Catch a basketball game: Turns out basketball is the sport of preference in Prizren. Who’d have guessed! Locals love to watch the games, which often feature international players—even from the USA on occasion. Dates vary, but weekends are the most common time for games, and tickets are normally around $2. Ask at your accommodation about upcoming events.
All in all, there wasn’t a place in Prizren where we weren’t welcomed and made to feel at home. Many people spoke enough English that visiting this beautiful city wasn’t a hassle in any way—in fact we loved it so much we didn’t want to leave. And what makes it even better, it’s one of the most affordable cities we’ve visited in Europe so far.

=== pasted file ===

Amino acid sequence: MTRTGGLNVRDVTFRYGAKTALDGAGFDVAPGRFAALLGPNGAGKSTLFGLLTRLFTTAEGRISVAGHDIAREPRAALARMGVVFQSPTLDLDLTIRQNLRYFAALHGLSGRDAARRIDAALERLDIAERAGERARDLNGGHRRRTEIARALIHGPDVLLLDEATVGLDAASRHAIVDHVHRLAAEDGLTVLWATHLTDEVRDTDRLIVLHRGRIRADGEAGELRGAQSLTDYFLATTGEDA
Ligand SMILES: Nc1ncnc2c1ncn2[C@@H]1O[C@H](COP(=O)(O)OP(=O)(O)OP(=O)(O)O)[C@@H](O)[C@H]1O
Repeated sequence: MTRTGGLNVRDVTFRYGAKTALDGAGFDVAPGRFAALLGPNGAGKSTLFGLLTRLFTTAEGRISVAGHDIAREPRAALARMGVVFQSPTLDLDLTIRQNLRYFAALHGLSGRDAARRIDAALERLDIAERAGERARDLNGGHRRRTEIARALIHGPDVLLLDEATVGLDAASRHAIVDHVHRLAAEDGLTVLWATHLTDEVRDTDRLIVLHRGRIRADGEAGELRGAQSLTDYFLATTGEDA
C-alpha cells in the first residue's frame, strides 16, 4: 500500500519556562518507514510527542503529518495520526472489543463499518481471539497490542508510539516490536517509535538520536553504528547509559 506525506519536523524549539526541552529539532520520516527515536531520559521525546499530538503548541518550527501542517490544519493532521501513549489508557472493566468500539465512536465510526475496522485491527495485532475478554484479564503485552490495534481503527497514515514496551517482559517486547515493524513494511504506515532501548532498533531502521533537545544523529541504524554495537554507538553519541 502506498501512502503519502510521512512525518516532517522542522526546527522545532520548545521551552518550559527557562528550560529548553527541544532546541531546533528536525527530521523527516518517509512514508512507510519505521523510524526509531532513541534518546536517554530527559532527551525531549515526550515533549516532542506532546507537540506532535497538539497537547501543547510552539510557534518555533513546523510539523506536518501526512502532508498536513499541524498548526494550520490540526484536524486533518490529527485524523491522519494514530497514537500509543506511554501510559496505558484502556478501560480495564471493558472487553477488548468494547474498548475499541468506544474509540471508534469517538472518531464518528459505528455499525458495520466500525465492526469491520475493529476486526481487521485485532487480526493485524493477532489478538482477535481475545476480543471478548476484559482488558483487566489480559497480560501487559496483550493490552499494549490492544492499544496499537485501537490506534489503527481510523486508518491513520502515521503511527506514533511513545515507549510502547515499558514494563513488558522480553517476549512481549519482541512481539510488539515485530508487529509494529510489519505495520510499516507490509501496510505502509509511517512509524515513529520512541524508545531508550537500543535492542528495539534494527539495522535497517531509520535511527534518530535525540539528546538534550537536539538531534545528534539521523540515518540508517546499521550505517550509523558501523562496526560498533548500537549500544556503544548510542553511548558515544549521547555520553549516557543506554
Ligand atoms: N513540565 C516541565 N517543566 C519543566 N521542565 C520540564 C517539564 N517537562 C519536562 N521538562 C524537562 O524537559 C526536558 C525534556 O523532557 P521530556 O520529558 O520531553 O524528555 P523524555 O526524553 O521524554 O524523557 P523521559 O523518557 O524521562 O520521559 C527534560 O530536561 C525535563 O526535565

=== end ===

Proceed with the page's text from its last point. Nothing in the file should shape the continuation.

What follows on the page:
But our favorite thing about Prizren was simply the life. The locals are out, drinking coffee, eating meals with family, having a beer with friends. Even in the off-season, there are always people around enjoying themselves and this can be infectious, in the best possible way.
So now that you’ve heard of it, come to Prizren, Kosovo. It’s safe, it’s friendly and it’s waiting for you to visit.
This article was originally published by Yahoo! Travel under the headline The Best Value European Destination You’ve Never Heard Of. It is reprinted here with permission.
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(Photo: Prizren, Kosovo via Milosk50/Shutterstock.com)